It has been well established that I believe that director Sunao Katabuchi’s “Black Lagoon” is one of the best action-oriented anime series that I have seen. Those who watched it will always remember its bloody mayhem, foul language, its unique balance of grim undertones and black humor that manages to maintain a strong momentum because of its flamboyant action sequences. Myself, I’d like to remember the series because of its unique blend of characters and powerful existential themes. I hoped for another season of the anime series because “The Second Barrage” left some things hanging.
Well, if you remember the maid called Roberta, who was just so near-invincible in the first season, you could say that she was one of the more powerful characters in the show. Season three of “Black Lagoon” comes in the form of 5 OVA’s (episodes 25-29) that has a 34 minute runtime that is called “Black Lagoon: Roberta’s Blood Trail”. This season takes a more thematic approach, and rather than making the action its focus, the drama and the darkness in its themes becomes the central focus.
Diego Lovelace, the influential figure in South America and Garcia’s (Kazue Ikura) father had been assassinated during a political rally. This drives his faithful maid, Roberta (Michie Tomizawa) to the brink of insanity and murderous rage that her thirst for revenge drives her back to the city of Roanapur. Hunting down the suspects behind the assassination, Roberta goes on a wild killing spree that leaves a lot of bodies in its wake. This brings the heir to the Lovelace family, Garcia and his maid understudy, Fabiola (Satsuki Yukino) to Roanapur to try and stop Roberta’s murderous rampage. Here, Garcia enlists the aid of the triad group led by Chang (Morikawa Toshiyuki) and the Lagoon company to track Roberta down. What they find is that Roberta is on a collision course with a U.S. military commando unit who had planned Diego’s murder.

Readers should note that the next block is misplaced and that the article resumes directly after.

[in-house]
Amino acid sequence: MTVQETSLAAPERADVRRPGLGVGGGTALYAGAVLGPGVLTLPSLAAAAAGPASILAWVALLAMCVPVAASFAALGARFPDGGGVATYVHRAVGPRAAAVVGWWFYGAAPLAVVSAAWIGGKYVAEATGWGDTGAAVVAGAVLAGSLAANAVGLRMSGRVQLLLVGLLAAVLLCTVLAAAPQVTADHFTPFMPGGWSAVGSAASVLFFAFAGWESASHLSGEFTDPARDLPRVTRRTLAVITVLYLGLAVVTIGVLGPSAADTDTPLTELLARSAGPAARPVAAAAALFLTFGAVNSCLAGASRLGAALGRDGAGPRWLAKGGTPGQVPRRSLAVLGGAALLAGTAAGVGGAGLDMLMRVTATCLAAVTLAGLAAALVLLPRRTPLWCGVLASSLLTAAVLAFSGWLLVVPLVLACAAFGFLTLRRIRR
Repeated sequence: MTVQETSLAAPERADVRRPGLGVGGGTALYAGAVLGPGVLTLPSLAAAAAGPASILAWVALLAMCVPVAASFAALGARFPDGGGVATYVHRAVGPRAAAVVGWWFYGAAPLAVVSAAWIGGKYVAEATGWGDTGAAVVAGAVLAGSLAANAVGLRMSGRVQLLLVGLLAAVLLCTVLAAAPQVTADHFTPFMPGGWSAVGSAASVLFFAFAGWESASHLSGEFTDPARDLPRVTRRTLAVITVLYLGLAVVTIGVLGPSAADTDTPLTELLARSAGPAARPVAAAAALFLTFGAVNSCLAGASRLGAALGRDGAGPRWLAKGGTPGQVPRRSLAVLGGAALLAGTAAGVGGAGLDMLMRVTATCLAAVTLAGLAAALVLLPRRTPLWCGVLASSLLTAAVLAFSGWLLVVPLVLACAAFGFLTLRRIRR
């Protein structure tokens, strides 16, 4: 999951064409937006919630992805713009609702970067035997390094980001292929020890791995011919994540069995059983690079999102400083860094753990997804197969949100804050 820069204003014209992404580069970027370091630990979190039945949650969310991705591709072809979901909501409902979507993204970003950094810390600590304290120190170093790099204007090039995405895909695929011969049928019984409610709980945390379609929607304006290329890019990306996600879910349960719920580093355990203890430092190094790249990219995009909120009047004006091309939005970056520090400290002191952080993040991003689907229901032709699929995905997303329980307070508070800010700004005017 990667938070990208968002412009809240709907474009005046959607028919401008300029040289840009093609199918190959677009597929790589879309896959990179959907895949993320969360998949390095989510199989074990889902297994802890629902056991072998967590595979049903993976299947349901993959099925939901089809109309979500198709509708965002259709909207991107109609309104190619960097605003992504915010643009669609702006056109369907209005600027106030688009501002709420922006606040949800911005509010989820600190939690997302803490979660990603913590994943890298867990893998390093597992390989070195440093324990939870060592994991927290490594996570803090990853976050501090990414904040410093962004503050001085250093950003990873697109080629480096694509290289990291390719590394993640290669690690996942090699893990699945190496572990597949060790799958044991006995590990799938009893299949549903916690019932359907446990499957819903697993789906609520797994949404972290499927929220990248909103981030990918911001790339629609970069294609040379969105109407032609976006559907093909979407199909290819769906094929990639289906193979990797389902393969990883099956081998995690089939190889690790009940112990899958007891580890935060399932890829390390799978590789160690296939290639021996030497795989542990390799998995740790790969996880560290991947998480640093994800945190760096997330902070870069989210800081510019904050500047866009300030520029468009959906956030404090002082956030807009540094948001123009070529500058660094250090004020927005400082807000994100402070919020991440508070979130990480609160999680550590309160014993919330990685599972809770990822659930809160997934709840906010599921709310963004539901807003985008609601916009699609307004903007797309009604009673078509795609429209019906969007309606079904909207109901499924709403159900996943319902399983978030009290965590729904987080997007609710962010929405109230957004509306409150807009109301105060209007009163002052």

While the first two seasons of the anime series focused on character build up of the primary characters and just how they went about their jobs, their neutrality between the various criminal element, and the development of the Revy-Rock dynamic, season three takes the focus more on Roberta. After episodes 9-11 in season one, one would be hard-pressed not to have been taken by this killer maid who has been called “the Bloodhound from Florence“. Here, the viewer gets a full view of her transformation into a bloodhound who is just an unstoppable killing machine, and her decent into madness. Revy takes a back seat, while Rock somehow undergoes development as well as returning characters Garcia, Chang and newcomer Fabiola. Even the American soldiers who were written to become the antagonists have noble traits and this makes this season a lot more thought-provoking since Roberta’s first appearance.
Really, Roberta becomes this season’s main draw. It became really easy to sympathize for her suffering, root for her but at the same time, become scared shitless because of her murderous behavior. There is a lot of darkness in its premise, as it almost becomes a cerebral war drama with the characters pieces in a game to save lives. The director was able to generate the necessary suspense, as secrets become revealed, and the viewer will no doubt become glued to the screen as the story unveils. Rock finally becomes someone who has adapted to the ways of Roanapur, as he becomes someone who appears as a main piece in this game of cat and mouse, and one is left to wonder just what is his end game. The series explores its characters, and answers a lot of the questions as with Roberta’s past and Revy’s tragic story. It was masterful the way the direction commanded the tense atmosphere, that when something big does happen, it does come out with a huge impact in its narrative. The execution of the storytelling may have started off a little slow, but once it picked up, it is non-stop in the expression of its themes and the generation of tension.